But the expectation that we’ll recover to the previous trend once a recession is over doesn’t have much support in the data. Economic recessions seem to have permanent effects on the level of GDP. There is often above-average growth in the first few quarters of expansion (the recovery phase in a “V” shape). But once the level of GDP is back to its pre-recession value, trend growth becomes the norm. We also see in the above graph that the average growth rates during expansions (which determine the slopes of the lines) seem to be falling over time. Big factors in those falling average growth rates are slower growth of the labor force and productivity.

In terms of the individual components of GDP, a key reason that the economy grew at only a 2% rate in Q3 is slower growth in consumption spending. Purchases of automobiles were a big factor in this. An important cause is difficulties car manufacturers are having in acquiring the computer chips required to put together the modern car.

GDP growth: is this as good as it gets?

Another disappointment was new home construction, which made a negative contribution to the Q3 growth rate. We’ve seen plenty of stimulus for more residential fixed investment with low interest rates and dramatically rising house prices. Some analysts are also blaming sluggish new home construction in part on supply-side problems.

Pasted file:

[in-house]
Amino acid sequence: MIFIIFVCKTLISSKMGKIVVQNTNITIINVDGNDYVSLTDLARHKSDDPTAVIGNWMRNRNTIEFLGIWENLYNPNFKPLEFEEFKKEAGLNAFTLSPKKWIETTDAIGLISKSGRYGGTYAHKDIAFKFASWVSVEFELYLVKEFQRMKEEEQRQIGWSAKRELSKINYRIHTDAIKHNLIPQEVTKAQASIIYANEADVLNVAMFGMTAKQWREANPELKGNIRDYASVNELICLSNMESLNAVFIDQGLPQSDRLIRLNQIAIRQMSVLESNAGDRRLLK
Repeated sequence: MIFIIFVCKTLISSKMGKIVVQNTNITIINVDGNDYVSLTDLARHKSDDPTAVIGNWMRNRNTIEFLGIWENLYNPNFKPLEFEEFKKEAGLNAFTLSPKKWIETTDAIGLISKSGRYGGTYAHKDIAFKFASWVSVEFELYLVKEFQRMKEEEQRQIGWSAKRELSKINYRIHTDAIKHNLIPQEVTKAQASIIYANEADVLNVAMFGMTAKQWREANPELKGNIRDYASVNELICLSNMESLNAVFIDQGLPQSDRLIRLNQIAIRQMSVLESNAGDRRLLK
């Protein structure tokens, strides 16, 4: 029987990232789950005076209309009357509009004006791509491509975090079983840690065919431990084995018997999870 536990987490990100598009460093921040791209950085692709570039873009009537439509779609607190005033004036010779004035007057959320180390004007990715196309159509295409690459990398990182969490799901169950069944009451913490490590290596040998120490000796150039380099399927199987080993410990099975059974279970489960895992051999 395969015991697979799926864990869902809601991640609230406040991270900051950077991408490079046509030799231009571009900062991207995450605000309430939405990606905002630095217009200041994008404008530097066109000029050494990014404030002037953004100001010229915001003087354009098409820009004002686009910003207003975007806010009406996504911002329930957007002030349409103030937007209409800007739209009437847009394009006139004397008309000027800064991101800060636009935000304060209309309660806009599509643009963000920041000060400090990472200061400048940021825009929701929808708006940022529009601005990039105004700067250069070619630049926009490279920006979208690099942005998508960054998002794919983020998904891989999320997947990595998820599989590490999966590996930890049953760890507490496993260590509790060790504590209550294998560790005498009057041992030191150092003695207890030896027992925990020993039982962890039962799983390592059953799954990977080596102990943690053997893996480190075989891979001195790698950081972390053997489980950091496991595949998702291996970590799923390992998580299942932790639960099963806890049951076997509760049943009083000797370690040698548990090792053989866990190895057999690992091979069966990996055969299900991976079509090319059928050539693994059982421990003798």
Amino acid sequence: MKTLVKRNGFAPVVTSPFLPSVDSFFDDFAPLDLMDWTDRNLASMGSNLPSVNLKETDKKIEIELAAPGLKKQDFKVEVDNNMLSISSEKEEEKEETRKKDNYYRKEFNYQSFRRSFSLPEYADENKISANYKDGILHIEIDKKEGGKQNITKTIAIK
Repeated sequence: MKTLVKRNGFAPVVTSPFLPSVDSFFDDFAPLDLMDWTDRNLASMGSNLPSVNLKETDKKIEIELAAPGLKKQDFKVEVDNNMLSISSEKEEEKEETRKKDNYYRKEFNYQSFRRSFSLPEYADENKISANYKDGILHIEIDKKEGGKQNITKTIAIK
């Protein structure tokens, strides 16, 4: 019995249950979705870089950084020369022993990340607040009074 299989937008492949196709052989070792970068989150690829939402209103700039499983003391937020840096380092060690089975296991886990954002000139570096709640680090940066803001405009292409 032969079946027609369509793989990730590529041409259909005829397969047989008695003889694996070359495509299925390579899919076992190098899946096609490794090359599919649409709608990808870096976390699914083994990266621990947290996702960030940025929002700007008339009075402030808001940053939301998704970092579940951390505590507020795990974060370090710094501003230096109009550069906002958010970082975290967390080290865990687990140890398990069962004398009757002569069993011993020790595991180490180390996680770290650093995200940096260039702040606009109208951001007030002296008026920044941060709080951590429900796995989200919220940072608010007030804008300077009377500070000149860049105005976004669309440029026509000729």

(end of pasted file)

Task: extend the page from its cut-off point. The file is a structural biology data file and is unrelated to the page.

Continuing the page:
Inventory changes were an even bigger factor in the GDP numbers. If inventory investment had not made a positive contribution, GDP in Q3 would actually have declined relative to Q2. To understand what this means, it’s important to remember the way that inventories enter the GDP accounts. The change in inventories during a quarter is referred to as inventory investment. If inventories end up higher than they started out, inventory investment is positive, and if inventories are lower than they started out, inventory investment is negative. Inventory investment was sharply negative in Q2 of this year (namely -$174B at a quarterly rate). Inventory investment was still negative in Q3 (namely, -$68B), but not as negative as in Q2. Thus inventory investment was $106B higher in Q3 than it had been in Q2 (-68 – (-174) = +106). This alone accounts for essentially all of the increase in GDP between Q2 and Q3.

GDP growth: is this as good as it gets?

Nominal inventory investment, quoted at a quarterly rate, 2012:Q1-2021:Q3. Red line: Change in dollar value of all private inventories. Blue line: change in dollar value of inventories of dealers of motor vehicles and parts.

The graph above also shows where these inventory movements come from: cars are the main story. The manufacturers weren’t delivering enough new cars to dealers, which is why inventories ended the quarter lower than they started. This is another important way that the car-makers’ supply-chain issues are having big effects on U.S. GDP.

As these supply-side constraints ease, I would expect to see a surge in both consumer purchases and dealer restocking. Both changes should give a big boost to GDP. So it might be that 4% rather than 2% is the kind of growth we should be expecting once supply problems ease.

But fiscal and monetary stimulus are not the policies we should be looking for to get us to that faster economic growth.

James Hamilton
He is Professor of Economics at the University of California, San Diego